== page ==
Three days passed, during which Percy continued to search ostentatiously for his knife, bewailing its loss and throwing out covert hints at Wilfred. As these were not openly directed at him, Wilfred could not resent them, but he chafed under them not a little.

“I hate Percy Mason!” he exclaimed angrily to his sister Isabel. “He is a regular snob, and I’ve disliked him ever since I came to Belmont. All the boys do. But he has some influence, for all that, and if he keeps on insinuating that I stole his knife—stole it! Just fancy, Isabel—I daresay some of the fellows will come to believe I did. If he would say anything openly to me, I could show him I resented it; but he never has since that first time.”

“Don’t mind Percy Mason,” said Isabel gently. She was a pale, sweet-faced girl and she spent most of her time lying on a sofa with a sadly suggestive crutch close at hand; but she and Wilfred were “great chums” and he told her everything.

“It’s easy to say ‘don’t mind,’ ” said Wilfred bitterly, “but I can’t help minding. It isn’t very pleasant to have anyone trying to make you out a thief. My good name is about all the capital I’ve got, and if it is to be spoiled I’ll have a poor show. I’m afraid this will come to Mr. Phillips’ ears—Amy Phillips goes to school, you know—and if it does I’ll have no chance at all to get that position in the mill. Not that I’ve much chance anyhow, I suppose. There are nine applicants already and all with more influence than I have.”

“Don’t get blue, brother mine,” said Isabel cheerily. “It will all come out right yet, if you keep your conscience clear. It’s only real evil that lasts and does harm. And don’t let Percy Mason aggravate you into doing anything you will repent. I think he’d like to do that, and you know that quick temper of yours is very apt to flare up.”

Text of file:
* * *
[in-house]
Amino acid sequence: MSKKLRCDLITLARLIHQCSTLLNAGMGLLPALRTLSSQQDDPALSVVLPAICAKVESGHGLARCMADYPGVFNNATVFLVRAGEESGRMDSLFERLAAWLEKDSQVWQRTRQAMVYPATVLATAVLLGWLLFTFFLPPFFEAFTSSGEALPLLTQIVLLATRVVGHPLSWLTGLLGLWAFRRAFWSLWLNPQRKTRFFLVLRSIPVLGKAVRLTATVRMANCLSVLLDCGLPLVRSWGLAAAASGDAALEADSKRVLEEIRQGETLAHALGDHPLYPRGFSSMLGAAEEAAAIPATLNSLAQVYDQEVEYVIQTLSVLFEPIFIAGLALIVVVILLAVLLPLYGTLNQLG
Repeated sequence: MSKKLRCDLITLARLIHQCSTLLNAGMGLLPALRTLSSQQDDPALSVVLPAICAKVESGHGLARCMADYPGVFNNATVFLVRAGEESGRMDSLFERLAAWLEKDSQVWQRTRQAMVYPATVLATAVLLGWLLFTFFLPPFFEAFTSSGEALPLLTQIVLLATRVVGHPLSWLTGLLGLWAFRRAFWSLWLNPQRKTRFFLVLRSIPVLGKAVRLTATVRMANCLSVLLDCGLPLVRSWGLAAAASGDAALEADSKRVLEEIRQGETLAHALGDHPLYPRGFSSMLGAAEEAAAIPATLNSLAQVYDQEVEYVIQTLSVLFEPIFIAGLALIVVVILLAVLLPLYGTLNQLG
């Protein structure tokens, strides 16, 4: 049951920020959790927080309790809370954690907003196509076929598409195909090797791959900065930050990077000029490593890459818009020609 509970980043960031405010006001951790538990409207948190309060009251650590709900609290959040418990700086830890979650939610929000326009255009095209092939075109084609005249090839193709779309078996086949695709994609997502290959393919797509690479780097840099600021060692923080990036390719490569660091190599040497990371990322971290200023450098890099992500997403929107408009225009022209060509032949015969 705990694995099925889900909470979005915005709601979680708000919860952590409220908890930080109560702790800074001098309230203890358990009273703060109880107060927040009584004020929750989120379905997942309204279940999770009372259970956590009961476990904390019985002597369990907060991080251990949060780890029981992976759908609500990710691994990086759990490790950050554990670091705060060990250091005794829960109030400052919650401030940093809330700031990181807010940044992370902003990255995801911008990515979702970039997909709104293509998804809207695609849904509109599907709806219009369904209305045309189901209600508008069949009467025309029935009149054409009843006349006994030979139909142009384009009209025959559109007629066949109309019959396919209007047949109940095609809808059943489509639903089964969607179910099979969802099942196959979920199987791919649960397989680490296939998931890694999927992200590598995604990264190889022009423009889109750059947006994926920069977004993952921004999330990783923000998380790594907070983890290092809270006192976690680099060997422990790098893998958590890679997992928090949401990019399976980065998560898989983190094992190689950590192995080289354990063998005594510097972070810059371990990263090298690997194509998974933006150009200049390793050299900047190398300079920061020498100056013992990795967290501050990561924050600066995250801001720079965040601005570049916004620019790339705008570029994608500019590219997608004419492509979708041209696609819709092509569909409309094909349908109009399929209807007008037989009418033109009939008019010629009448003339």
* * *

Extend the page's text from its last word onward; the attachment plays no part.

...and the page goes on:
“I do know it only too well,” said Wilfred, with a rueful smile. “I do my best to keep it under control, and you’ve helped me more than words can say, Isabel. You’re the best sister a boy ever had, and I guess I’ll never go very far astray if I always take your advice. Well, I won’t vex myself thinking of Percy. But I do wish I could get that position. It would make it so much easier for mother and you if I could.”

Two days later Wilfred, taking a short cut to school through the woods, found Percy Mason’s knife sticking in a tree down by the brook. He recognized it instantly. With a sparkle in his eyes he pulled it out and hurried up to the playground where the boys were assembled.

“Here is your knife, Percy. I found it stuck in the old poplar tree down by the brook—just where you left it that day you missed it.”

Percy took the knife with a disagreeable sneer.

“That story is a little too thin,” he said mockingly.

Wilfred’s face whitened with anger. The next moment he struck straight out from the shoulder, and Percy went down.

He was on his feet again in a moment, and would have rushed furiously at Wilfred had not the other boys intervened.

“Come now, Percy, no fighting,” said Charlie Gardiner authoritatively. “You know Mr. Wilson doesn’t stand for it. You’d no business to say what you did to Wilfred. We believe his story, so you’d just better take your knife and keep quiet about it.”

Percy took this salutary advice and marched contemptuously away; Wilfred also turned and walked into the schoolroom. His anger had spent itself in the blow, and he felt thoroughly ashamed of himself. Nothing could justify the way he had acted, not even Percy’s sneer.

“I’ve made a nice spectacle of myself,” he thought miserably. “Will I ever learn to control this wretched temper of mine? I have been flattering myself that I had succeeded in winning the mastery over it, and now I go and break out like this. What will Isabel think!”

Wilfred found out what Isabel thought in their customary twilight talk that night.

“Oh, Wilfred, you didn’t knock Percy down!” exclaimed Isabel.

“Yes, I did. I tell you, Isabel, he as good as told me he didn’t believe what I said.”